Overall, there was a 47% increase in welfare expenditure between 2019 and 2020, compared to a 6% increase in the previous year. But in fact, only NIS 1.5 billion (US $468 million) the NIS 4.7 billion US $1.44 billion was actually allocated for social investment. Unemployment insurance was adapted through measures such as extending the maximum eligibility period through June of this year, shortening the qualification period from 12 to six months and approving dual benefit payments. There was an 11-fold increase in the number of unemployment insurance recipients – from a monthly average of about 70,000 in recent years to about 900,000 in April 2020. According to the report, the number of recipients of income support did not grow substantially in the wake of the crisis, rising by only about 17% during the first few months of the year — from about 72,000 prior to the crisis to about 84,000 in April.

Apparently with an eye toward upcoming elections, the government carried out two rounds of universal one-time grants to a large share of the population, a rare practice in other Western countries, which had only a short, minor effect on increasing income. But the money handed out by the government and allocations for Corona testing and vaccinations and hospital and community medical care has so far produced the country’s highest-ever budget deficit in 2020 – NIS 160.3 billion (US $50.4 billion), or 11.7 percent of its GDP, the Finance Ministry said Monday. The huge deficit — some three times higher than that of 2019. 

A drop in productivity

The Israeli workplace changed drastically as a result of the pandemic, and it looks as if some changes will be permanent. A Central Bureau of Statistics survey of businesses showed that 16.5% of employers who allowed their workers to work from home were interested in continuing to do so after the crisis. The good news is that work from home reduces the need to commute, makes high-quality employment more accessible in the periphery and for the handicapped and provides flexibility in workhours. However, it has also resulted in a drop in productivity in some businesses and minimizes beneficial social contact.

Employers have had to cope with the crisis by making strategic decisions and adapting ways of working. Some companies also took advantage of the crisis in order to implement efficiency measures that do not necessarily relate to the crisis itself, according to the Taub Center report. Small businesses employing five to 10 workers reported that since the beginning of the crisis, they had fired over one-fifth of the workers they had employed prior to the crisis. In industries that can switch more easily to working from home, such as hi-tech and finance, a much smaller percentage of workers were dismissed or sent on unpaid leave.

 

The coronavirus crisis drastically changed the trends in economic growth of recent years. During the first three quarters of 2020, the GDP dropped by 3% relative to the same period in 2019, and 2020 is espected to show a decline of 4.5% to 5%. Given an annual rate of population growth of 1.9%, this implies a drop in GDP per capita of up to 6.9%, which will set Israel back about six years. According to the Bank of Israel’s optimistic forecast, GDP is expected to grow by 6.5% in 2021, which would result in a 5% lower GDP at the end of 2021 than expected without the crisis.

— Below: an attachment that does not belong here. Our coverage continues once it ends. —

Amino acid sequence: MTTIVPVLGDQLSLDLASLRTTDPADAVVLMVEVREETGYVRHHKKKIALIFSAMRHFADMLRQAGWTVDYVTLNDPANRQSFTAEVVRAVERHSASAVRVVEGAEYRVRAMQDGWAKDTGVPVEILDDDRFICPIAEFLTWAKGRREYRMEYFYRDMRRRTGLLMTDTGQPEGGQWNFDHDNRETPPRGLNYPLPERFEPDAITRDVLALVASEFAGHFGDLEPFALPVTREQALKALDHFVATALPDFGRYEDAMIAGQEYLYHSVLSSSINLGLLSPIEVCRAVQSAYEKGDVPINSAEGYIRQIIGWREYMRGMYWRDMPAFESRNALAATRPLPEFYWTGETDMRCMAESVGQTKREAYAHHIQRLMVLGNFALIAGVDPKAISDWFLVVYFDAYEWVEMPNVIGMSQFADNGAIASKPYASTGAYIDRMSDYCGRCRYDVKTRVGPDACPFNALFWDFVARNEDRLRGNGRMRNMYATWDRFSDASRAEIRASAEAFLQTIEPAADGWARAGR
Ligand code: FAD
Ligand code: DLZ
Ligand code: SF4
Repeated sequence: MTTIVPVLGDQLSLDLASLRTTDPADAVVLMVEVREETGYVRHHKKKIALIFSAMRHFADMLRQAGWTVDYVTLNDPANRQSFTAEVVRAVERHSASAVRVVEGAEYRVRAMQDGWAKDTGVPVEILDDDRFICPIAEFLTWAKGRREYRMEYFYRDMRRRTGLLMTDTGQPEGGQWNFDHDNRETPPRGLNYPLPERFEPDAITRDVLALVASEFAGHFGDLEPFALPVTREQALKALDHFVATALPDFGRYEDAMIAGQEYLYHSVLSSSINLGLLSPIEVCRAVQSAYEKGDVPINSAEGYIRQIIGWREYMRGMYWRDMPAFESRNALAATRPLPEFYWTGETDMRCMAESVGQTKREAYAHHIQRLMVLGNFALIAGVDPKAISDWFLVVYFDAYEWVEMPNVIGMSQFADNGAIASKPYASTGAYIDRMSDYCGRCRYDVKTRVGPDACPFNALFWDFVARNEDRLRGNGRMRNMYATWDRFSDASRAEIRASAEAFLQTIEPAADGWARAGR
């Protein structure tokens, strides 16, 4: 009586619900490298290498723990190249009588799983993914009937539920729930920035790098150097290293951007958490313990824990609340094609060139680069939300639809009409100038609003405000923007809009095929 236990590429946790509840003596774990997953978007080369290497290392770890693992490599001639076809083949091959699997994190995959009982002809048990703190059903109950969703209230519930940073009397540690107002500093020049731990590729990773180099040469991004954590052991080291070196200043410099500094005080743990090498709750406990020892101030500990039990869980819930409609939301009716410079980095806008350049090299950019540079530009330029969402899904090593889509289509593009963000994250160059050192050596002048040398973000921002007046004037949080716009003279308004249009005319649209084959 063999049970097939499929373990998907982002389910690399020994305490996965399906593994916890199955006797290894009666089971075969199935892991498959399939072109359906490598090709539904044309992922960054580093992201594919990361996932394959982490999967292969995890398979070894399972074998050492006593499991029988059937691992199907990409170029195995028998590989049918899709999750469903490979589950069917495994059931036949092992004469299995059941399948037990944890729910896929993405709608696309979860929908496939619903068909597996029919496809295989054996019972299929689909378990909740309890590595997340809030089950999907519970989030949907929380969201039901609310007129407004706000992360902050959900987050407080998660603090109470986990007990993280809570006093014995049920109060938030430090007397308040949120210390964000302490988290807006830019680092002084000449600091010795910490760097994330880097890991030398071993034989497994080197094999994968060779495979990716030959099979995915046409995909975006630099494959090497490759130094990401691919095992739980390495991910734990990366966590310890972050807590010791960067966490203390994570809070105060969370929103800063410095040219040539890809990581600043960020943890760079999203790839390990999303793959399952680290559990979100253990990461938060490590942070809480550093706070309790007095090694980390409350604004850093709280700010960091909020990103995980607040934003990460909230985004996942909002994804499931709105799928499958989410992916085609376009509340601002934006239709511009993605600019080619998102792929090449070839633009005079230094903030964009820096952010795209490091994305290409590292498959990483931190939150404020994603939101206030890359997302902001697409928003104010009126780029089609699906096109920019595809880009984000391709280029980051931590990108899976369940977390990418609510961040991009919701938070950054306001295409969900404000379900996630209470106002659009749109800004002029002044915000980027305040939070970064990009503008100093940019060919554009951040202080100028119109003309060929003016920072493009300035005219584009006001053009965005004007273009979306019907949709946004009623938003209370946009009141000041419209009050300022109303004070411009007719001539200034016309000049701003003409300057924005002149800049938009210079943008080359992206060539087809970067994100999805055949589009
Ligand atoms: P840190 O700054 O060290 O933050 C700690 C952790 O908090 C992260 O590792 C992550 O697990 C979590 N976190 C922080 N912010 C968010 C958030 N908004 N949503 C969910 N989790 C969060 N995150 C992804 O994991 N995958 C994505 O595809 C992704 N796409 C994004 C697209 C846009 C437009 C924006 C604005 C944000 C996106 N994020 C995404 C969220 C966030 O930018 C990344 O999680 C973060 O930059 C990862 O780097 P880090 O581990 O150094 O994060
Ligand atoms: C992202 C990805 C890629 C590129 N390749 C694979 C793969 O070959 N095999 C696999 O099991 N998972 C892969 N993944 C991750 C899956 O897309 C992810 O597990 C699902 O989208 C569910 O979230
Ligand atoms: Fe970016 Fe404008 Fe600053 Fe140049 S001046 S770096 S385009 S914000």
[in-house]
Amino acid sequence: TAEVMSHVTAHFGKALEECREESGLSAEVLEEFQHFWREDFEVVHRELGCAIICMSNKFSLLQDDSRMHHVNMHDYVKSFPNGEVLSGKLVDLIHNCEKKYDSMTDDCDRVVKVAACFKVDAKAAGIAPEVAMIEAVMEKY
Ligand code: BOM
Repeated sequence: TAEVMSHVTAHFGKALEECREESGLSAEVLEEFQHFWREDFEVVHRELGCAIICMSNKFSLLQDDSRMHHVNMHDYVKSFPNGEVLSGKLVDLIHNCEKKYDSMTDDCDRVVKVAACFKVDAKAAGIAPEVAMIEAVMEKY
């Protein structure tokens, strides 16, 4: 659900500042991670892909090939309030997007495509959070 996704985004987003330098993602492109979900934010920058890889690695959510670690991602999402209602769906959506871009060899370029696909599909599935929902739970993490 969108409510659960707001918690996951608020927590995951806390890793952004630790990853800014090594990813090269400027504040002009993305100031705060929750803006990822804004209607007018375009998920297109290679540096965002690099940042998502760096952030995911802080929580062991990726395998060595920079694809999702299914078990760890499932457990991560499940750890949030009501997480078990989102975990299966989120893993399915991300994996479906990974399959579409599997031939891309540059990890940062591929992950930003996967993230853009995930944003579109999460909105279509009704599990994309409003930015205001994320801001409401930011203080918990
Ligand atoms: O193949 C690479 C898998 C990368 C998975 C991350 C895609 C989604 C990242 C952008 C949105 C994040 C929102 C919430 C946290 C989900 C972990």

The drop in GDP was accompanied by a decline in consumption, particularly during the lockdowns: average daily total credit card expenditure showed a decline in activity of 21% with the first lockdown in March, and a more moderate decline of about 10% with the onset of the second lockdown in September.

In a breakdown by sector, expenditure in gas stations declined by 49% during the first lockdown and by 21% during the second. In the restaurant industry expenditure was reduced to one-third its normal level and by 34%, respectively, and in hotel and leisure industries expenditure was reduced to one-quarter and one-half its normal level. In grocery store chains, expenditure rose by more than one-third during the first lockdown.

 

Looking ahead to two decades from now, the Taub Center study made a variety of forecasts of Israel’s population by 2040 using a range of realistic assumptions regarding future fertility, mortality and migration patterns. The country’s population, currently  about nine million people, is projected to reach between 12.4 and 12.8 million in 2040. The proportion of the population that is Jewish/other is expected to fall to 78%, where it will stabilize. A substantial increase in the number of over 70-year-olds is expected – from 669,000 in 2017 to about 1.41 million in 2040, with a higher rate of aging in the Arab Israeli sector. In the Jewish sector, the number of births will grow at a decreasing rate during the 2020s because of the lower number of Jewish women in their early to mid-twenties (relative to those aged 30-34). By 2030, the number of births will increase sharply as a large number of women reach childbearing age. Though the fertility rate is declining in the Arab sector, large age groups have begun to enter peak fertility ages, which is likely to generate a notable rise in the number of births in the sector. 

Together, these two population dynamics will change the ratio of Jewish to Arab births, first reducing it, then increasing it to its current level. A large group of people will age into their 50s in the next two decades – a high point for individual productivity and income, and therefore tax income and consumption for the state. There is a large group of 5 to 19-year-olds who will be entering the labor market and institutions of higher education in the coming years, much larger than the group that entered these institutions in the last 15 years.

Given the above projections, the researchers recommended that appropriate measures be taken to integrate large numbers into higher education and the labor market; preparations should be made for old-age pensions and long-term care services; and timing investment into the education system is urgent. Understanding future growth patterns for each segment of the population will help policy planning for growing populations in Israel.